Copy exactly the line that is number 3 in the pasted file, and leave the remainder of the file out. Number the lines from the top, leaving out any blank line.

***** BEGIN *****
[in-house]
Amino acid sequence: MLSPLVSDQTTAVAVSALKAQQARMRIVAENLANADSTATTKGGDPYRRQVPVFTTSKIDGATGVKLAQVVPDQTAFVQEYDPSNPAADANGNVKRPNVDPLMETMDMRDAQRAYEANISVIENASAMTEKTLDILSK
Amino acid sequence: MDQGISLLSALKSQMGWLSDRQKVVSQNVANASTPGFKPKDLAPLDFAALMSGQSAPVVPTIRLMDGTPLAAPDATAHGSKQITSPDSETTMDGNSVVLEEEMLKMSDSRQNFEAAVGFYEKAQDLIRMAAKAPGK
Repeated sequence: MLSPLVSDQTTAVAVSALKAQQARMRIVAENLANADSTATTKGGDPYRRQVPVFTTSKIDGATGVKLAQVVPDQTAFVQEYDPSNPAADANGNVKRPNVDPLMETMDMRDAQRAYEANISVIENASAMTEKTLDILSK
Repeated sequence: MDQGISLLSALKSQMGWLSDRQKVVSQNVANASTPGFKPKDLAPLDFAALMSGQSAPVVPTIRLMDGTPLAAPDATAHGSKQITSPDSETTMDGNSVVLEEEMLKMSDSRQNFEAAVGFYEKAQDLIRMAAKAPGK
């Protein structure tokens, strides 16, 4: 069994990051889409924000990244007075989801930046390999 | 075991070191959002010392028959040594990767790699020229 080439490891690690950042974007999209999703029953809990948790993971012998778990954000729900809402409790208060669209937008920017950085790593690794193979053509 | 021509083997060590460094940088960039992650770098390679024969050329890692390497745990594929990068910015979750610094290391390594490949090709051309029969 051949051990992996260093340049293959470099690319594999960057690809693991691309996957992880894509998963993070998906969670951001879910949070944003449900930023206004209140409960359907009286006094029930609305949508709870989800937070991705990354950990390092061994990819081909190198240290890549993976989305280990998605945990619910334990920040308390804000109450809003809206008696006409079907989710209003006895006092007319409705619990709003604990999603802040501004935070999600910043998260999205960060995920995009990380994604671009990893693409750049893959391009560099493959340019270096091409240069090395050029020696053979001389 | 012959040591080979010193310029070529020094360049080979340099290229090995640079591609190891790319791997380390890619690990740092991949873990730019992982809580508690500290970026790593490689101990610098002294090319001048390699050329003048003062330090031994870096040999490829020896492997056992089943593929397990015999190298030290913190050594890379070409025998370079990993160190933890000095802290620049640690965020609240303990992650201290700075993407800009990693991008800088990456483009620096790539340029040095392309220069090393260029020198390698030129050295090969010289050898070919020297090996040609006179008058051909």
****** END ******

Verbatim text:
Amino acid sequence: MDQGISLLSALKSQMGWLSDRQKVVSQNVANASTPGFKPKDLAPLDFAALMSGQSAPVVPTIRLMDGTPLAAPDATAHGSKQITSPDSETTMDGNSVVLEEEMLKMSDSRQNFEAAVGFYEKAQDLIRMAAKAPGK